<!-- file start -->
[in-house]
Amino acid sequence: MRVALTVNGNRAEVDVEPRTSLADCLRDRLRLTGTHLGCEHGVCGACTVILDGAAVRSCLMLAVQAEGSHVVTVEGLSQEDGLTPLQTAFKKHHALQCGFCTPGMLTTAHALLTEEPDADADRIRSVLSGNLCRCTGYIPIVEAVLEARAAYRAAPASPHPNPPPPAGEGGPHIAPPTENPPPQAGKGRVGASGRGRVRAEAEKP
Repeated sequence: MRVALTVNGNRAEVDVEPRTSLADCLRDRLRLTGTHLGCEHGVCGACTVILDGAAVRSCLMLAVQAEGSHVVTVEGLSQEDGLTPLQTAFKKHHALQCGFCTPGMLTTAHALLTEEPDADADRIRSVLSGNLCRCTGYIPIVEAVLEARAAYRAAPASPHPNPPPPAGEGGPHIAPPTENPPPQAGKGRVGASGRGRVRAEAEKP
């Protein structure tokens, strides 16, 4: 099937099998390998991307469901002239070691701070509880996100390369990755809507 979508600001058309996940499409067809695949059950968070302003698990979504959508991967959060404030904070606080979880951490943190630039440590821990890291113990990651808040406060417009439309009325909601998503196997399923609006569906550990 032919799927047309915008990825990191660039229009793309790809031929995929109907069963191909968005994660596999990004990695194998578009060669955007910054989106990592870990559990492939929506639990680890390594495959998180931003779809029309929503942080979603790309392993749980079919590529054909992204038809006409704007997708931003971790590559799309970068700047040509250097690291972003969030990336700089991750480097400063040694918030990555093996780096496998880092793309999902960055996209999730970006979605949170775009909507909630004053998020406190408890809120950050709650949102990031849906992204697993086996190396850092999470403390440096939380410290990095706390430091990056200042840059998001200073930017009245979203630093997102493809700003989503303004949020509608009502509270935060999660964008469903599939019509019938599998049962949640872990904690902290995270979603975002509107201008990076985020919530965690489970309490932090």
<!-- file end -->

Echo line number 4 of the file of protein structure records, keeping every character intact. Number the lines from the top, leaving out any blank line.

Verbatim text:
């Protein structure tokens, strides 16, 4: 099937099998390998991307469901002239070691701070509880996100390369990755809507 979508600001058309996940499409067809695949059950968070302003698990979504959508991967959060404030904070606080979880951490943190630039440590821990890291113990990651808040406060417009439309009325909601998503196997399923609006569906550990 032919799927047309915008990825990191660039229009793309790809031929995929109907069963191909968005994660596999990004990695194998578009060669955007910054989106990592870990559990492939929506639990680890390594495959998180931003779809029309929503942080979603790309392993749980079919590529054909992204038809006409704007997708931003971790590559799309970068700047040509250097690291972003969030990336700089991750480097400063040694918030990555093996780096496998880092793309999902960055996209999730970006979605949170775009909507909630004053998020406190408890809120950050709650949102990031849906992204697993086996190396850092999470403390440096939380410290990095706390430091990056200042840059998001200073930017009245979203630093997102493809700003989503303004949020509608009502509270935060999660964008469903599939019509019938599998049962949640872990904690902290995270979603975002509107201008990076985020919530965690489970309490932090």